Potential problems concerning waiting list management are often monitored using mean waiting times based on empirical samples. However, the appropriateness of mean waiting time as an indicator of access can be questioned if a waiting list is not managed well, e.g., if the queue discipline is violated. This study was performed to find out about the queue discipline in waiting lists for elective surgery to reveal potential discrepancies in waiting list management.
There were 1,774 waiting list patients for hallux valgus or varicose vein surgery or sterilization. The waiting time distributions of patients receiving surgery and of patients still waiting for an operation are presented in column charts. The charts are compared with two model charts. One model chart presents a high queue discipline (first in-first out) and another a poor queue discipline (random) queue.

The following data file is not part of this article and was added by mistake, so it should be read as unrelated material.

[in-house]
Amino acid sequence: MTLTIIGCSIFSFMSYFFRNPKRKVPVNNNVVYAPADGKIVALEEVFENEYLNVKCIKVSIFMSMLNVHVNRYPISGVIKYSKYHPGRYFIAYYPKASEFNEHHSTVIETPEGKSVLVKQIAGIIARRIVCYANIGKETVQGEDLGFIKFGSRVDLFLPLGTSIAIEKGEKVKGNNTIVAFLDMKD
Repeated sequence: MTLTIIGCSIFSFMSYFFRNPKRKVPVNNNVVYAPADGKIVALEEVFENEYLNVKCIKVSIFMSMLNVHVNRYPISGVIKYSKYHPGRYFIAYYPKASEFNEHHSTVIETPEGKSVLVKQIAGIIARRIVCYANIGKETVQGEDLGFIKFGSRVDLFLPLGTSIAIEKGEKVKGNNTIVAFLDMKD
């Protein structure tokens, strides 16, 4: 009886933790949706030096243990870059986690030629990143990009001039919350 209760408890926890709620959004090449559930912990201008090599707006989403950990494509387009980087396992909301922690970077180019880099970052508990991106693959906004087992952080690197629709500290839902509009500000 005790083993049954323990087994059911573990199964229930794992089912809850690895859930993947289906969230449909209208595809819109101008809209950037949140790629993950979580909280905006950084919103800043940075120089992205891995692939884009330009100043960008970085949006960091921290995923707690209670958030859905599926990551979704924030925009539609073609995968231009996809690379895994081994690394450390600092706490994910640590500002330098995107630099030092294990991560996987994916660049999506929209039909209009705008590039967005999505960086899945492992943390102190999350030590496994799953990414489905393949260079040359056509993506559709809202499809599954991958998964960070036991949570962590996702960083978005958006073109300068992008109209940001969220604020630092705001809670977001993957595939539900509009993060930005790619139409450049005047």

There were significant differences in waiting list management across hospitals and patient categories. Examples of a poor queue discipline were found in queues for hallux valgus and varicose vein operations.
A routine waiting list reporting should be used to guarantee the quality of waiting list management and to pinpoint potential problems in access. It is important to monitor not only the number of patients in the waiting list but also the queue discipline and the balance between demand and supply of surgical services. The purpose for this type of reporting is to ensure that the priority setting made at health policy level also works in practise.